Frequently Asked Questions

What should I check on the engine of a recently purchased 122 ?


Ok will check compression today. Is there anything else I can easily check?
I took the valve cover off the other day and the valve train looked clean without much wear.
Lets say my enegine is not in great shape, what are my options then? New engine, rebuild, increase size to 2.0L, or a whole different engine?


Just do not want you to get new carbs thinking that they will solve all of the problems and then find out there are other issues.

If you have access to the equipment for a leak down test that will give you even more specific info on the condition of different parts of your engine, but a compression test is a good start.

You should check the valve lash adjustment.

Also check to see if the tops of the valve stems are at approximately the same height. If they are not it indicates probable wear in the valve seats. The heads were originally designed for leaded fuel, so unless someone has put in hardened exhaust seats, the original exhaust seats are likely to be wearing away, causing the valves to rise higher in the head.  So if there is one or more stems that are taller than the others that indicates abnormal wear.  The only cure is to remove the head and install hardened seats.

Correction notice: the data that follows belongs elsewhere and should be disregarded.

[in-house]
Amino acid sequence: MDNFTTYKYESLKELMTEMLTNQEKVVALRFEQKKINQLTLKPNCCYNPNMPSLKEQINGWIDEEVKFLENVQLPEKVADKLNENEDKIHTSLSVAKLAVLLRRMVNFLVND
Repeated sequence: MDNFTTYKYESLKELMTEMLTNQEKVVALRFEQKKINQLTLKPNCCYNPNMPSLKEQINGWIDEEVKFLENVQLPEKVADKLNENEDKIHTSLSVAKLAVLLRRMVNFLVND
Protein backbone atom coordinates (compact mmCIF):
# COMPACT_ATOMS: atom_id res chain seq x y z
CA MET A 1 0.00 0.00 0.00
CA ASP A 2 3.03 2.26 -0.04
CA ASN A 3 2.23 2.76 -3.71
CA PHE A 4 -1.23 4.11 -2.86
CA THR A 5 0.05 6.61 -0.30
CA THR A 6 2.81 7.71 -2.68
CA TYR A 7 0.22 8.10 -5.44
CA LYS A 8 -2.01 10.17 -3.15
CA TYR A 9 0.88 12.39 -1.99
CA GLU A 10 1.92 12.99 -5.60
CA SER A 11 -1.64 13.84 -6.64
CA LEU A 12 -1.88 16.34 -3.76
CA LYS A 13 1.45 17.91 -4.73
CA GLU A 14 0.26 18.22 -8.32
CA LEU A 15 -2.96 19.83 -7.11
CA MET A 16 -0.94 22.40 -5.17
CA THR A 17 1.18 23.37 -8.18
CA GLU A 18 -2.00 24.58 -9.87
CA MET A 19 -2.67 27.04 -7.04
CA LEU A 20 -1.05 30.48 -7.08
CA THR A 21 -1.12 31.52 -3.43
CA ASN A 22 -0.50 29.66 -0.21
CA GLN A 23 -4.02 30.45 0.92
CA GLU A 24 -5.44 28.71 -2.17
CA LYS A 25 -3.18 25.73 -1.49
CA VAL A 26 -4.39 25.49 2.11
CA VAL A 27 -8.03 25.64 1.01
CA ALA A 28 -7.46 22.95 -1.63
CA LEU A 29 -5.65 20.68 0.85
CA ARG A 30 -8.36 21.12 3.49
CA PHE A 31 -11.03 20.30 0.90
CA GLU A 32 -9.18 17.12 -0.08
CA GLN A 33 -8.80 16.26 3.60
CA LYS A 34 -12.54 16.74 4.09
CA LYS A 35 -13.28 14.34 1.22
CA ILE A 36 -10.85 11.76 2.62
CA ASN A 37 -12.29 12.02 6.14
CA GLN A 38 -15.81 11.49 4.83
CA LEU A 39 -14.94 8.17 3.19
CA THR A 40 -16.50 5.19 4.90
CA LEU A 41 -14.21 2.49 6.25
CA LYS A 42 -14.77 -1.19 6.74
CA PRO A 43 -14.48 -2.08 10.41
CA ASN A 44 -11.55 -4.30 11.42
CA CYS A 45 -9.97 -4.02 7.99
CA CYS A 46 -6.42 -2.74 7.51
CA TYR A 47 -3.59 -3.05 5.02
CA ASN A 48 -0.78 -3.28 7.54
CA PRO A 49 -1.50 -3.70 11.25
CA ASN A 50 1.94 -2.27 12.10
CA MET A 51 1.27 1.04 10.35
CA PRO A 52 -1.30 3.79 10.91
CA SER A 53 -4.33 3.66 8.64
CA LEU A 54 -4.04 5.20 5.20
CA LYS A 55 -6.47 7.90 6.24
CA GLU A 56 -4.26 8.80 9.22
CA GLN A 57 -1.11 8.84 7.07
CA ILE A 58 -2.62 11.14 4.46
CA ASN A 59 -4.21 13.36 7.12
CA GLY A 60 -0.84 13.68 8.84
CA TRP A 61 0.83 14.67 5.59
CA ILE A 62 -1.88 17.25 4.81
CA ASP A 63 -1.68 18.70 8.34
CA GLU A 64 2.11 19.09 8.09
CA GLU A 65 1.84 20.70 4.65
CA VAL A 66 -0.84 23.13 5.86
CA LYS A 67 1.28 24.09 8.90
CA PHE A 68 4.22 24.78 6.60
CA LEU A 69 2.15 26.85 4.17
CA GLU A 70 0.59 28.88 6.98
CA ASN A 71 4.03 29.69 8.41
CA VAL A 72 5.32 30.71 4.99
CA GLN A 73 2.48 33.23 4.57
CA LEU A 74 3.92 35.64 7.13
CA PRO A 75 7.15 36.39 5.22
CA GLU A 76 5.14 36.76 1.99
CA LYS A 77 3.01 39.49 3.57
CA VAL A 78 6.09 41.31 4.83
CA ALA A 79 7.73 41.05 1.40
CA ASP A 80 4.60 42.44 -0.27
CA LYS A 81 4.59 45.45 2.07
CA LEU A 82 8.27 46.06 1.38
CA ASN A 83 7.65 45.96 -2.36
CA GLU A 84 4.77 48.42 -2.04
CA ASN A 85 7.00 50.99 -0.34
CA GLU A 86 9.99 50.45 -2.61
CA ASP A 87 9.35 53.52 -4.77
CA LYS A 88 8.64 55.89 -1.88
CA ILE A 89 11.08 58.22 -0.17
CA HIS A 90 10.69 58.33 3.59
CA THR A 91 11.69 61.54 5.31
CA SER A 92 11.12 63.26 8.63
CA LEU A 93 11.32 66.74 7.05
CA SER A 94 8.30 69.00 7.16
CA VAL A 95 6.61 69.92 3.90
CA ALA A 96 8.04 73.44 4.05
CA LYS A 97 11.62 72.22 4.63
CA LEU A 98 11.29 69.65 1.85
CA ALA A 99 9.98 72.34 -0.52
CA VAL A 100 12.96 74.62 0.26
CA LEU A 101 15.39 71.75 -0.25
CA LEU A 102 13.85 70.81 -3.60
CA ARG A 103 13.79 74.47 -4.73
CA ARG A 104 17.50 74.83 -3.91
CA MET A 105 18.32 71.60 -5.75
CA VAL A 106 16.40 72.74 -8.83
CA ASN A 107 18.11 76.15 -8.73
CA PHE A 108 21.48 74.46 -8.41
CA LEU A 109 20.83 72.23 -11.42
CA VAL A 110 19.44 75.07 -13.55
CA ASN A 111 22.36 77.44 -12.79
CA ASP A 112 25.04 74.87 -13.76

Another engine check should be cam lift in order to check to see if there is abnormal cam wear.
You will need a dial indicator with magnetic base to do this, but they are not very expensive at places like Harbor Freight Tools. You should check the amount of lift of each cam lobe. You can check with the pushrods in place with the indicator in the top of the pushrod. It is very common to see significant wear on one or two lobes while the rest are fine.

As to alternatives, the first step is to see where the problems are. If they are only in the head, fix the head. If its the cam, replace the cam and lifters. It's when you get into problems with the piston rings and bearings that a complete rebuild becomes necessary.

The next check that I would make is the distributor. Check the timing at both idle and around 3,000 rpm and note the advance. Also look to see if the timing mark is stead or bouncing around. If it is moving around that is a sign of bushing wear in the distributor. You can also check by taking off the distributor cap and seeing if the rotor will move from side to side. If it does, the bushings are worn out and the timing is going to be off causing all sorts of problems, including overheating.

Vintage Performance Developments